East Anglia: The Roots of Puritanism in America
This year we decided to offer a very unique Christian tour — a journey tracing the roots of Puritanism in America back to East Anglia, England. We enjoyed lectures and interactive discussions along our route, exploring the villages and churches our Puritan forefathers frequented, discovering the history not only of these people’s lives but of the theology that drove them to leave their homes for an unknown and unsure future.
We had a wonderful visit to Colchester, England’s oldest town. (Although Ipswich has the right to say THEY are the oldest English speaking town. Colchester’s first inhabitants spoke Gaelic) Our friend and radio broadcaster Liz– who has been to our Ipswich, MA twice doing stories on Massachusetts– showed us around.
It is a beautiful town with a wonderful old castle, now housing a history museum. It has lots of Roman artifacts from the Roman period, before the Anglo-Saxons. They even have pre-Roman collections from the Iron Age and earlier. Their ancient heroine is Queen Boudica, who had the courage to attack the Roman occupiers, burning down a big temple. They also have a large collection from the 15th and 16th centuries when women were being attacked as witches. It makes Salem, MA look very tame.
Then Liz took us to a National Trust medieval mill, Bourne Mill, where she turned the water on for us!
We had lunch in a little restaurant in town built into an original Roman wall. After lunch we had a wonderful National Trust guided visit to Flatford, which is true “Constable Country”. We learned all about John Constable, the famous painter, and saw the scenes you can recognize in many of his paintings.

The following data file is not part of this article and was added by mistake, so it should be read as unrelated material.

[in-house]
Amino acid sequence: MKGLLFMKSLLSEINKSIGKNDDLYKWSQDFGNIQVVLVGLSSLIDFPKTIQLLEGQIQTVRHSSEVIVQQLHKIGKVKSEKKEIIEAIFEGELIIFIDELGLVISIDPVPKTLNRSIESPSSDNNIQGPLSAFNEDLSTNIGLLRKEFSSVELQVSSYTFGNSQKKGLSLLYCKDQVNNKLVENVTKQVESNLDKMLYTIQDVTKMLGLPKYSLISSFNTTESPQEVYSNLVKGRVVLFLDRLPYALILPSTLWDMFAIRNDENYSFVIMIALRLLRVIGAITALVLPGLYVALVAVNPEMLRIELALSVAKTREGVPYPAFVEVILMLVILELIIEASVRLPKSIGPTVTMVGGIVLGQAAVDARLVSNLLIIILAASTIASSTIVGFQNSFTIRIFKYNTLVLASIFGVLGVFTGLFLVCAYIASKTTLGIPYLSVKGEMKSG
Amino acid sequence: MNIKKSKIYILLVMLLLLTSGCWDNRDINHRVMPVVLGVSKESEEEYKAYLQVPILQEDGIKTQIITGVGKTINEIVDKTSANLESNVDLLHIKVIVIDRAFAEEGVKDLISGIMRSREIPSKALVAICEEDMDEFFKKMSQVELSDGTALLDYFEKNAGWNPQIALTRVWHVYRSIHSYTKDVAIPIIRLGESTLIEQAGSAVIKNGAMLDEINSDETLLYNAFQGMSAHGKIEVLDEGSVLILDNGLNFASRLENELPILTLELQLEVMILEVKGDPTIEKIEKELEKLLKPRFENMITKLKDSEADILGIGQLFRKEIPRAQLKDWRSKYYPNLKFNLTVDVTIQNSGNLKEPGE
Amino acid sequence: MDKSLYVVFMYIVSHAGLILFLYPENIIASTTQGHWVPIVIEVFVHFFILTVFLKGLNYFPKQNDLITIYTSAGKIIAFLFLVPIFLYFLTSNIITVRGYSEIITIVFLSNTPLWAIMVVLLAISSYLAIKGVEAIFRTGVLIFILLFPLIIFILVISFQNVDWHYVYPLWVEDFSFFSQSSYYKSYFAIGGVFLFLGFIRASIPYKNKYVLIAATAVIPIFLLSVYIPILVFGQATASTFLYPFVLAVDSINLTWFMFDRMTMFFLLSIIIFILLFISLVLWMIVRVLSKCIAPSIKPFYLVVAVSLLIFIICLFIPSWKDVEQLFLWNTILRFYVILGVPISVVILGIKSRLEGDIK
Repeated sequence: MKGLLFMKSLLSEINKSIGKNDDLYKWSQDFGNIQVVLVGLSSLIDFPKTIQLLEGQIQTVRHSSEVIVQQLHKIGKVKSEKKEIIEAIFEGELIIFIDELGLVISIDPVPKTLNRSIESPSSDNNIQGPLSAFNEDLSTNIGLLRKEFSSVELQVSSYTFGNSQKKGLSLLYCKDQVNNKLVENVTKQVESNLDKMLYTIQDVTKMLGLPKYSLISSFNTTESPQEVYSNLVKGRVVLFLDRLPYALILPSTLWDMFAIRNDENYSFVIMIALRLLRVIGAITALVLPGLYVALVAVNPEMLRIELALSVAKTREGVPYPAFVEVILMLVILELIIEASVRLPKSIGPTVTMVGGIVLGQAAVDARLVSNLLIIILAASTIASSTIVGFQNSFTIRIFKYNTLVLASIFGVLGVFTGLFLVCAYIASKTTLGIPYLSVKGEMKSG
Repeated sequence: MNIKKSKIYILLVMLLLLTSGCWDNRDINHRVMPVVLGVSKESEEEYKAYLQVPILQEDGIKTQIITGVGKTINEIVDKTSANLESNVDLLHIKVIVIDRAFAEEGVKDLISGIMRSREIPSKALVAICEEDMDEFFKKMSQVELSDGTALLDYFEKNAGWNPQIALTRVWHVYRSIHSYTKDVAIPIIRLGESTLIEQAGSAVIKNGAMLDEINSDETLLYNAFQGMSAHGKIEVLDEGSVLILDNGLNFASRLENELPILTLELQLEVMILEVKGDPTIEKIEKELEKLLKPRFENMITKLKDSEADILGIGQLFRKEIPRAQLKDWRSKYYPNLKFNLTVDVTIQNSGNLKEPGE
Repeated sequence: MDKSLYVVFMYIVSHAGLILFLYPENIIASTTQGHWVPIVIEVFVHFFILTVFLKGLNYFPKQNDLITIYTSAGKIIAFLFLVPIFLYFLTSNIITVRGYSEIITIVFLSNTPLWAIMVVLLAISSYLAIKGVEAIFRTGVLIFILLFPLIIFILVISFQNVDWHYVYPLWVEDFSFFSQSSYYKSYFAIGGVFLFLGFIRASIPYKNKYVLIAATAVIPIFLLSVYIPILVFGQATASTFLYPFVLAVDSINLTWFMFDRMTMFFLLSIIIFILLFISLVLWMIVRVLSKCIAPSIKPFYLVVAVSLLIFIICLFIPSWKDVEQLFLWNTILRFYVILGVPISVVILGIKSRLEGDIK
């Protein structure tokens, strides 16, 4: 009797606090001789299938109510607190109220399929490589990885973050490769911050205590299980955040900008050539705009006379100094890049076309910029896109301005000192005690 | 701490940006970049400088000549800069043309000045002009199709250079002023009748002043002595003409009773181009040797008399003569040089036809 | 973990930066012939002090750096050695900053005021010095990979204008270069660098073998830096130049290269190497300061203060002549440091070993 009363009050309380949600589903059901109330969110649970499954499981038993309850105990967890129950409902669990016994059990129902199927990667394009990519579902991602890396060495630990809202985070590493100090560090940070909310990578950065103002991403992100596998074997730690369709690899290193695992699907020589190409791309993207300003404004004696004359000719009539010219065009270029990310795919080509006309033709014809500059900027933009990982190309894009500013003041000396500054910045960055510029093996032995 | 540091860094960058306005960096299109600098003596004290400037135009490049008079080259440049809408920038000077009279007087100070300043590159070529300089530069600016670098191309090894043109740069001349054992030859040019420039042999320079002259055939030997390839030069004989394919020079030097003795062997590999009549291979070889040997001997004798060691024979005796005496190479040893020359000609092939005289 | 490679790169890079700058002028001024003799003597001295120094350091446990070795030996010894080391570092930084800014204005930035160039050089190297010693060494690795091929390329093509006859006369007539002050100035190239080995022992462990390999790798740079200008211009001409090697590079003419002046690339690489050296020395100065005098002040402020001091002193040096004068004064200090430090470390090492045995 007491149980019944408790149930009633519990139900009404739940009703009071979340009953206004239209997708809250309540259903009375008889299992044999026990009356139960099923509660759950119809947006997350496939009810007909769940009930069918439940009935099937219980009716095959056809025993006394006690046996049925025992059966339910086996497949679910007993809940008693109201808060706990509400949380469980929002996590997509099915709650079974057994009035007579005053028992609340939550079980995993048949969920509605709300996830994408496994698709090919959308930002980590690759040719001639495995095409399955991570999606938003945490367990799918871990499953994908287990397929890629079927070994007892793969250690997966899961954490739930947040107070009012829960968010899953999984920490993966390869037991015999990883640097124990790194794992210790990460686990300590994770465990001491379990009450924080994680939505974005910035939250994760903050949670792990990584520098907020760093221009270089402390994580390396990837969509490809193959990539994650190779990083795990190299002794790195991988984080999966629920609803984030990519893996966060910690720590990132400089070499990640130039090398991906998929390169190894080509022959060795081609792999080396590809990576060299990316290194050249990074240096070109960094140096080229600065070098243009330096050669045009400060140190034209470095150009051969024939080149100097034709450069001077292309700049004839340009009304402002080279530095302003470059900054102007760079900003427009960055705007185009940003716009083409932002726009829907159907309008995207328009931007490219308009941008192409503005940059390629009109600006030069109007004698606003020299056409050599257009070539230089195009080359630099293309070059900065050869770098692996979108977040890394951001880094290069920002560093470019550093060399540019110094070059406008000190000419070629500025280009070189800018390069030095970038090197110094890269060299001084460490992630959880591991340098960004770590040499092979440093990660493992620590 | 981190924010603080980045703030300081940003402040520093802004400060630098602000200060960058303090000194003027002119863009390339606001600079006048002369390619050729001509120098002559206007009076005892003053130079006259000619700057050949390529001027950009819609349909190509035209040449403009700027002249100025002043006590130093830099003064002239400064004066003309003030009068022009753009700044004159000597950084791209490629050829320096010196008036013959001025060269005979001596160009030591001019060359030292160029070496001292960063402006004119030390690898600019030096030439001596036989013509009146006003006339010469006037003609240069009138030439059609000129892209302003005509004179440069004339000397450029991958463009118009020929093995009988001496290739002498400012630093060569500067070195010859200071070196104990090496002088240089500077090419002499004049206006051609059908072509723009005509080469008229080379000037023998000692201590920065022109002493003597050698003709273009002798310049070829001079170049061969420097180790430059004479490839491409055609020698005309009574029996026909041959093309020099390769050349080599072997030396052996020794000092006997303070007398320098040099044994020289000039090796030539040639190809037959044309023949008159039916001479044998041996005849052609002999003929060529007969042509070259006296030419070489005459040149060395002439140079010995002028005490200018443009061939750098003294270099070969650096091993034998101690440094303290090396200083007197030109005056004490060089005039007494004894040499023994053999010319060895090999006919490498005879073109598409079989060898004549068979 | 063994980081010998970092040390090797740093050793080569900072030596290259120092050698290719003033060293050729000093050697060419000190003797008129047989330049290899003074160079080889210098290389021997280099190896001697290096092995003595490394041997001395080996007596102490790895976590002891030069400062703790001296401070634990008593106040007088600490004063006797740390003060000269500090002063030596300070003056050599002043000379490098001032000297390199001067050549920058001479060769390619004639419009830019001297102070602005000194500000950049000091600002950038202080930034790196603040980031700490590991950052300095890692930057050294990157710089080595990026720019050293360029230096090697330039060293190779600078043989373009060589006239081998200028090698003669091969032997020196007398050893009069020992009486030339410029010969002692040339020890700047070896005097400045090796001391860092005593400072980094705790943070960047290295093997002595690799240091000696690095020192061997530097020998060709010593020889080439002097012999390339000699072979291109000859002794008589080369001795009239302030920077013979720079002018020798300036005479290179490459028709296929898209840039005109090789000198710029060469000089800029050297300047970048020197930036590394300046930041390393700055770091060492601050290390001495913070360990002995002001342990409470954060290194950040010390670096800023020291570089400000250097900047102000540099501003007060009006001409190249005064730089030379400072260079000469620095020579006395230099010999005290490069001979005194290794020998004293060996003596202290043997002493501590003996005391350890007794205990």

After our tour several in our group walked through the “vale” from Flatford to Dedham. There we went to see the beautiful little church where the Puritan John Rogers used to preach. (John’s son Nathaniel went to Ipswich, MA in 1636 and became the second minister of the First Church in Ipswich.) As we stepped inside the door of the church we confronted a professional opera company rehearsing Handel’s opera Acis and Galatea! Another marvelous day!
There were so many highlights on our Puritan tour, it’s hard to recall them all:
- Our delegation is welcomed and served tea by Ipswich Mayor Mary Blake.
- We visited Westminster Abbey, had the best Blue Badge guide in the world, Tim Hudson (not only can he tell you everything you ever wanted to know about the Puritanism in America, Oliver Cromwell, and every tiny fact of British history, but he is a Shakesperean actor, has a LOVELY accent, and also has a great sense of humor! You should hear him sing “The Monarchy Rap”!).
- Enjoyed a walking tour called “Puritans, Dissenters and Strangers” in Norwich.
- Visited the Guild Hall at Lavenham which was a center of the wool trade which was the source of East Anglia’s wealth. It was also the home of John Winthrop’s Grandfather.
- Stopped at the Stour River, Flatford, at John Constable’s home and the site of many of his paintings.
- Explored the lovely market town of Bury St Edmunds, the town at which the nobles met to decide how to confront King John and to force him to sign the Magna Carta.
- Visited the Wren Chapel at Emmanuel College, Cambridge, filled with historic roots of Puritanism in America. This college is where many of our Puritan forefathers studied divinity and were influenced to confront King James the 1st and King Charles 1st over the worship of idolatry and other “Popery” practices.
- Had a beautiful day for punting on the Cam! The day we went was graduation day for several of the colleges that make up Cambridge University. It was really exciting being in the middle of all the celebrations! Our Blue Badge guide, David Berkeley, was a walking encyclopedia of Cambridge history and took us to several chapels and colleges where our Puritan forefathers attended school in the 1600s.
- Stopped in Ely, home of Oliver Cromwell and saw the hexagonal dome at Ely Cathedral.